Most Americans think that catcalling is totally inappropriate, but nearly a third of under-30s say that catcalls are 'compliments' not harassment
Most women, particularly those living in or around big cities, have had the experience of being 'catcalled' - having someone loudly comment on your sexual attractiveness. The comments can range from the relatively benign ("Hello gorgeous!") to threats of sexual assault. In recent years, however, commentators and feminists have been paying growing attention to catcalling, arguing that it represents an unacceptable assertion of power by men in public over the bodies of women. Others, however, argue that it's just a bit of fun.
The latest research from YouGov shows that, according to a large majority of the public, it is never appropriate (72%) to catcall. 18% say that it's sometimes appropriate, while 2% think that it's always appropriate. Men (22%) were only marginally more likely than women (18%) to say that it is 'sometimes' or 'always' appropriate. Asked whether catcalls are compliments or not, most Americans (55%) say that they constitution harassment, 24% aren't sure while only 20% think that they are 'compliments'.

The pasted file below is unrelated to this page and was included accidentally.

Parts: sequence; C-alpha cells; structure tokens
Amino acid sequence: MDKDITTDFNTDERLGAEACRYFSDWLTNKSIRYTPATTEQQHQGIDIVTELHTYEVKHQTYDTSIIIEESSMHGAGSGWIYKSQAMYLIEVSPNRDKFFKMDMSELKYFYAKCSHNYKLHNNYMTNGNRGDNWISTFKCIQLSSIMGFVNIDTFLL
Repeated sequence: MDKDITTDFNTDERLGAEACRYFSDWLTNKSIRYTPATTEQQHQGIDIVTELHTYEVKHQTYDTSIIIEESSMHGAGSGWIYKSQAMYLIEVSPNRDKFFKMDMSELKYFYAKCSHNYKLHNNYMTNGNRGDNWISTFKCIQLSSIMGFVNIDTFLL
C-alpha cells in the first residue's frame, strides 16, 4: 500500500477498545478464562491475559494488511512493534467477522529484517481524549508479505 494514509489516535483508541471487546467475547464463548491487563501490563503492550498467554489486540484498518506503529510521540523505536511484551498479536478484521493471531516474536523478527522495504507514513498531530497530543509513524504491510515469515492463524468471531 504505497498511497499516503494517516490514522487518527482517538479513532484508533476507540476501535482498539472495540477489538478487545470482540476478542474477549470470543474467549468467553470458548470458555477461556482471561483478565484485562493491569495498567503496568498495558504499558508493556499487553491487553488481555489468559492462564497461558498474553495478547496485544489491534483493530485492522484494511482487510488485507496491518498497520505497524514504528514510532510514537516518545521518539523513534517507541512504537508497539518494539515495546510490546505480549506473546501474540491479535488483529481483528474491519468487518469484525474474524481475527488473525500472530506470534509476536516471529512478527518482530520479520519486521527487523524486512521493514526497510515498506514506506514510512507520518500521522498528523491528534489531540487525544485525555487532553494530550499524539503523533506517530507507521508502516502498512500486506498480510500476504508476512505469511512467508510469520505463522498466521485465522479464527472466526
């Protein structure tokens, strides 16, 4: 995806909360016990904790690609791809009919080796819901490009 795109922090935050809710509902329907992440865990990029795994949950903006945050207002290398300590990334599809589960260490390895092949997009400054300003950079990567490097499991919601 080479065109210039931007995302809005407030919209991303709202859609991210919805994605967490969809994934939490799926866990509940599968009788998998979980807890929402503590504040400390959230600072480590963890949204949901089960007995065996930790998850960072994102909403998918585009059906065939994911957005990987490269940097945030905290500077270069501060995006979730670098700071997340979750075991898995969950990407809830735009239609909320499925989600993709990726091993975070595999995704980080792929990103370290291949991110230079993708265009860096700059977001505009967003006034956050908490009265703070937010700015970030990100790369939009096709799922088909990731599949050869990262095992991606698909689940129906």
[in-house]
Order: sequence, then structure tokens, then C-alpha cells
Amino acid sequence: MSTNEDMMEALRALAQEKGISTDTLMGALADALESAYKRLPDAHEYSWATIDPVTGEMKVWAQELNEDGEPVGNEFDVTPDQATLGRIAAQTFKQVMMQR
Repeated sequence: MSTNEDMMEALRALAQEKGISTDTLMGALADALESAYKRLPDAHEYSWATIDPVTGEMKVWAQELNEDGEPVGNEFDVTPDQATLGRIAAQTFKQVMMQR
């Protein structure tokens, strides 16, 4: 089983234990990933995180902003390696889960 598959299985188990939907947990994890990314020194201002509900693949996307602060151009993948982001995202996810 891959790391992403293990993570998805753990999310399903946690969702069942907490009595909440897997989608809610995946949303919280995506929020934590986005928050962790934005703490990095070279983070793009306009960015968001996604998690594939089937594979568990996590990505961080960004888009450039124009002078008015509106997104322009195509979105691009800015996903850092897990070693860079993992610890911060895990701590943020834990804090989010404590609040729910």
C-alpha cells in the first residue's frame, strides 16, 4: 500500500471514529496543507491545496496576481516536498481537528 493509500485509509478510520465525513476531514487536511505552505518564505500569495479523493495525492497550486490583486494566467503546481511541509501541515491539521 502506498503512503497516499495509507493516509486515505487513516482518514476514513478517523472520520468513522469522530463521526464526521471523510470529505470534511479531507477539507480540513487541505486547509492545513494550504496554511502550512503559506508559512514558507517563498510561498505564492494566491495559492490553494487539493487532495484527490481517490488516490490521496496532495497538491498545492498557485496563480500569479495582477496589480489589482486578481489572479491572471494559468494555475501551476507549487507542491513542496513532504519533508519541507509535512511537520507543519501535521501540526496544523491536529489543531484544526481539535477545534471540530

The question of whether or not catcalls are harassment or complimentary reveals a significant generation divide. Under-30s are the least likely group to say that catcalls constitute harrassment (45%), and are the most likely to say that catcalls are complimentary (31%). People in the Midwest are the least like (15%) to consider them to be compliments.
Asked whether the polce should get involved, by giving tickets or even arresting catcallers, only 13% think that catcalling warrant police action. Most of the public (65%) think that the police should not ticket or arrest catcallers.
Full poll results can be found here.